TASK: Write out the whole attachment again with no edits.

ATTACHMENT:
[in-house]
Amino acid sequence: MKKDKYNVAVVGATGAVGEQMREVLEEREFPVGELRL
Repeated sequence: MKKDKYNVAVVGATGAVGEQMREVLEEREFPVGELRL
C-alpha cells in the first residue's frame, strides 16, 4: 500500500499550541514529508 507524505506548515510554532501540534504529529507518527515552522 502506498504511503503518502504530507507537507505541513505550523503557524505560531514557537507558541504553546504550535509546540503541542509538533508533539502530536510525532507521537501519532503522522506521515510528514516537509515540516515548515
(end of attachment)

[in-house]
Amino acid sequence: MKKDKYNVAVVGATGAVGEQMREVLEEREFPVGELRL
Repeated sequence: MKKDKYNVAVVGATGAVGEQMREVLEEREFPVGELRL
C-alpha cells in the first residue's frame, strides 16, 4: 500500500499550541514529508 507524505506548515510554532501540534504529529507518527515552522 502506498504511503503518502504530507507537507505541513505550523503557524505560531514557537507558541504553546504550535509546540503541542509538533508533539502530536510525532507521537501519532503522522506521515510528514516537509515540516515548515